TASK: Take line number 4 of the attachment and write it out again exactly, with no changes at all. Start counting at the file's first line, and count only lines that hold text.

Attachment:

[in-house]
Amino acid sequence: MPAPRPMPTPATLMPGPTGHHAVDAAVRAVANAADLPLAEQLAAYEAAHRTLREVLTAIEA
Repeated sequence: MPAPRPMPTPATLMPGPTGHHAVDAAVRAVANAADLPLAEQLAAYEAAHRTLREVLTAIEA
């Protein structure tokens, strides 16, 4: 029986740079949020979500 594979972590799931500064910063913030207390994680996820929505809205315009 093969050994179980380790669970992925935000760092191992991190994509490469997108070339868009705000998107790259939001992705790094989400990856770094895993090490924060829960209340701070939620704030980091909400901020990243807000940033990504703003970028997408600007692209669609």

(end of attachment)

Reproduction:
């Protein structure tokens, strides 16, 4: 029986740079949020979500 594979972590799931500064910063913030207390994680996820929505809205315009 093969050994179980380790669970992925935000760092191992991190994509490469997108070339868009705000998107790259939001992705790094989400990856770094895993090490924060829960209340701070939620704030980091909400901020990243807000940033990504703003970028997408600007692209669609």